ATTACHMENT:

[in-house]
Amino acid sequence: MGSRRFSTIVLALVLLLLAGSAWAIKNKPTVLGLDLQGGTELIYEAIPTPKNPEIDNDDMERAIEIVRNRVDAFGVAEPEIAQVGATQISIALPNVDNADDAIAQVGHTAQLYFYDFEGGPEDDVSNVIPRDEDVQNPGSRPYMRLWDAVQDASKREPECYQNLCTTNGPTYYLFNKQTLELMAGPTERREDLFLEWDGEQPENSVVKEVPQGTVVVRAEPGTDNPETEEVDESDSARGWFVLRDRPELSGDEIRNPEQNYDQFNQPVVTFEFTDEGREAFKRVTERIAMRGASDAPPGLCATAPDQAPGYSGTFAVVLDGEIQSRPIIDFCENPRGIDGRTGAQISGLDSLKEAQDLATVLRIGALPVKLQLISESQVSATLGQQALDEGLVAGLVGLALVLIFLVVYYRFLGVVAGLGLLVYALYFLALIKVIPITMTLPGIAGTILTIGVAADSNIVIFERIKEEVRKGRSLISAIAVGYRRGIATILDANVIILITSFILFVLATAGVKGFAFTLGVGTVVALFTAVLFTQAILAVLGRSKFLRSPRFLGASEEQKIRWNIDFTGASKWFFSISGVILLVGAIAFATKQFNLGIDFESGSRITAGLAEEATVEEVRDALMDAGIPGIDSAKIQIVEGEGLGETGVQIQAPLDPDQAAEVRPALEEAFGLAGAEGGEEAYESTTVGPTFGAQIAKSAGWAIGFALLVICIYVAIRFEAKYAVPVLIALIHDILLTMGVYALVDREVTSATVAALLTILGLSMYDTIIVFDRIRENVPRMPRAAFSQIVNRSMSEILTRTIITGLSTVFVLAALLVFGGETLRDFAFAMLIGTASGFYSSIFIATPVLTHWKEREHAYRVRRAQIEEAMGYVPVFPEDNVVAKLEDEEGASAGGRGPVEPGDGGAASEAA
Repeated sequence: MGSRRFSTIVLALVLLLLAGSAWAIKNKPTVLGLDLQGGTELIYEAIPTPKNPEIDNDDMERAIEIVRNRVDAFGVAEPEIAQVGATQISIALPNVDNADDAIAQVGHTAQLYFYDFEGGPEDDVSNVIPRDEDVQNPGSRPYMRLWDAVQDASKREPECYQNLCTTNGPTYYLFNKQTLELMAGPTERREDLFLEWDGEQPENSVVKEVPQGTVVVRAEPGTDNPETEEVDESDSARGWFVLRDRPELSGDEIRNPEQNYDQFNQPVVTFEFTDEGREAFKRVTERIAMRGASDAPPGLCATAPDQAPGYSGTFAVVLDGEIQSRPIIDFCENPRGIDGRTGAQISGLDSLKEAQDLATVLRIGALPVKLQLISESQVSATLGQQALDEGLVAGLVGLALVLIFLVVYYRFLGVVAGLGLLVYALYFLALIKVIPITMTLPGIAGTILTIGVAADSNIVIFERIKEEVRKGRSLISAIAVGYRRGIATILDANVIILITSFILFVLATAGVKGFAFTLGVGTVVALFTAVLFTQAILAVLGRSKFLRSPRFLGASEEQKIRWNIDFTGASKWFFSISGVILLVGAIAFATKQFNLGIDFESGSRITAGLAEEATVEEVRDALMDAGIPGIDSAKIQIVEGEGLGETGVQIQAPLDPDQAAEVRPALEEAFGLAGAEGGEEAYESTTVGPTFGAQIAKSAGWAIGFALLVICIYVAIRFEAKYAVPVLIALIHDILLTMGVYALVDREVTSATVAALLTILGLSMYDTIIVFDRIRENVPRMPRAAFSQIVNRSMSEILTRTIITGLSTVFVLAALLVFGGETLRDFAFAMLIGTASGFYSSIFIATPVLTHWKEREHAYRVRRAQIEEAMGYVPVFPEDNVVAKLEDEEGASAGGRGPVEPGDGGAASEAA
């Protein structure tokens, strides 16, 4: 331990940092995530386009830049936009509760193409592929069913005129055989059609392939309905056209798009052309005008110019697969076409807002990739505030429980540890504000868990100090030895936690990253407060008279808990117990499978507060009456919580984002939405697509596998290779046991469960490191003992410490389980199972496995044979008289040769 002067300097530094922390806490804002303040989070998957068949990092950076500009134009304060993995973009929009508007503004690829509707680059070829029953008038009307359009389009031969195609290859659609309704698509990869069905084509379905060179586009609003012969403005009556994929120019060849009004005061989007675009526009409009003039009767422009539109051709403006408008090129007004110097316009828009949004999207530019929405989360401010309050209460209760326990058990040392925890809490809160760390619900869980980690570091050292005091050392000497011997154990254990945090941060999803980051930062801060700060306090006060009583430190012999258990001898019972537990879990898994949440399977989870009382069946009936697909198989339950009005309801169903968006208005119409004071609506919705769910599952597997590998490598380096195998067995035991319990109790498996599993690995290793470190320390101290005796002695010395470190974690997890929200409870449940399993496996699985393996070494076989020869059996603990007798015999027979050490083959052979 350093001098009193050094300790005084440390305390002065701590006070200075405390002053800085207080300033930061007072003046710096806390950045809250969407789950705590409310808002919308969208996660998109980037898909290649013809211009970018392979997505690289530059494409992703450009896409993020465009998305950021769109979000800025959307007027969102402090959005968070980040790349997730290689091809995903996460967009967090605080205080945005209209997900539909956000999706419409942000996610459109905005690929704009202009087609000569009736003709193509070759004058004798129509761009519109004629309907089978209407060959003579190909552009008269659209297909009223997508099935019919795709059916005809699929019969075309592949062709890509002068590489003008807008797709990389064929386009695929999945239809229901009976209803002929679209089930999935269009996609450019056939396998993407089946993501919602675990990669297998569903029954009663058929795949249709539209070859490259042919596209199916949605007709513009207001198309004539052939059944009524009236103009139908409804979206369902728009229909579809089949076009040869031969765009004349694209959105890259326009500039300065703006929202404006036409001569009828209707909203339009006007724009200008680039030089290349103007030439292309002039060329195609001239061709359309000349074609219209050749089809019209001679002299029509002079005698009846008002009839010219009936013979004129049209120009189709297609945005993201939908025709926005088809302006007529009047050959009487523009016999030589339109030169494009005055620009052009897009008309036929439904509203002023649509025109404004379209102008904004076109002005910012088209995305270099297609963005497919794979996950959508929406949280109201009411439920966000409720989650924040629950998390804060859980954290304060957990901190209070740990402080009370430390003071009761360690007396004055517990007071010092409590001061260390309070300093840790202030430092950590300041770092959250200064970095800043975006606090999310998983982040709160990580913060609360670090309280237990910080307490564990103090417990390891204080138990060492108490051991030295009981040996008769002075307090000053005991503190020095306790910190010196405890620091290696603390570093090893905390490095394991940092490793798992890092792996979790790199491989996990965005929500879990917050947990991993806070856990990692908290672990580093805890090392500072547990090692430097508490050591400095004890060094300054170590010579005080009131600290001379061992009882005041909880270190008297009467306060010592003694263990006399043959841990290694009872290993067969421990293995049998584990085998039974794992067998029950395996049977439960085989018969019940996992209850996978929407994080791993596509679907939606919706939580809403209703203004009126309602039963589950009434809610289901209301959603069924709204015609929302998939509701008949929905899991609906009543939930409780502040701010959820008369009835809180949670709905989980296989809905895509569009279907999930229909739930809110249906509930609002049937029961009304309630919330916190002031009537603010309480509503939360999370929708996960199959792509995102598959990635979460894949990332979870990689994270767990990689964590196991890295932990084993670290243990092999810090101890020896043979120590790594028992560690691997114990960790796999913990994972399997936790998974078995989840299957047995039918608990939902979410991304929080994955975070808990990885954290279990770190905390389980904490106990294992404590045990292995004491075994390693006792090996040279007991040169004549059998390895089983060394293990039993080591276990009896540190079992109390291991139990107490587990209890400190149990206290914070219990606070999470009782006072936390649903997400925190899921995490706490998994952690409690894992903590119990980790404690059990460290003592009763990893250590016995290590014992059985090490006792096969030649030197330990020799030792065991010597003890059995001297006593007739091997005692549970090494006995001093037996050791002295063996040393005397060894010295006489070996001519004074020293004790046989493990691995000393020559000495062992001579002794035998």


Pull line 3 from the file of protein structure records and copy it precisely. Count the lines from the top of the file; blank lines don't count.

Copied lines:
Repeated sequence: MGSRRFSTIVLALVLLLLAGSAWAIKNKPTVLGLDLQGGTELIYEAIPTPKNPEIDNDDMERAIEIVRNRVDAFGVAEPEIAQVGATQISIALPNVDNADDAIAQVGHTAQLYFYDFEGGPEDDVSNVIPRDEDVQNPGSRPYMRLWDAVQDASKREPECYQNLCTTNGPTYYLFNKQTLELMAGPTERREDLFLEWDGEQPENSVVKEVPQGTVVVRAEPGTDNPETEEVDESDSARGWFVLRDRPELSGDEIRNPEQNYDQFNQPVVTFEFTDEGREAFKRVTERIAMRGASDAPPGLCATAPDQAPGYSGTFAVVLDGEIQSRPIIDFCENPRGIDGRTGAQISGLDSLKEAQDLATVLRIGALPVKLQLISESQVSATLGQQALDEGLVAGLVGLALVLIFLVVYYRFLGVVAGLGLLVYALYFLALIKVIPITMTLPGIAGTILTIGVAADSNIVIFERIKEEVRKGRSLISAIAVGYRRGIATILDANVIILITSFILFVLATAGVKGFAFTLGVGTVVALFTAVLFTQAILAVLGRSKFLRSPRFLGASEEQKIRWNIDFTGASKWFFSISGVILLVGAIAFATKQFNLGIDFESGSRITAGLAEEATVEEVRDALMDAGIPGIDSAKIQIVEGEGLGETGVQIQAPLDPDQAAEVRPALEEAFGLAGAEGGEEAYESTTVGPTFGAQIAKSAGWAIGFALLVICIYVAIRFEAKYAVPVLIALIHDILLTMGVYALVDREVTSATVAALLTILGLSMYDTIIVFDRIRENVPRMPRAAFSQIVNRSMSEILTRTIITGLSTVFVLAALLVFGGETLRDFAFAMLIGTASGFYSSIFIATPVLTHWKEREHAYRVRRAQIEEAMGYVPVFPEDNVVAKLEDEEGASAGGRGPVEPGDGGAASEAA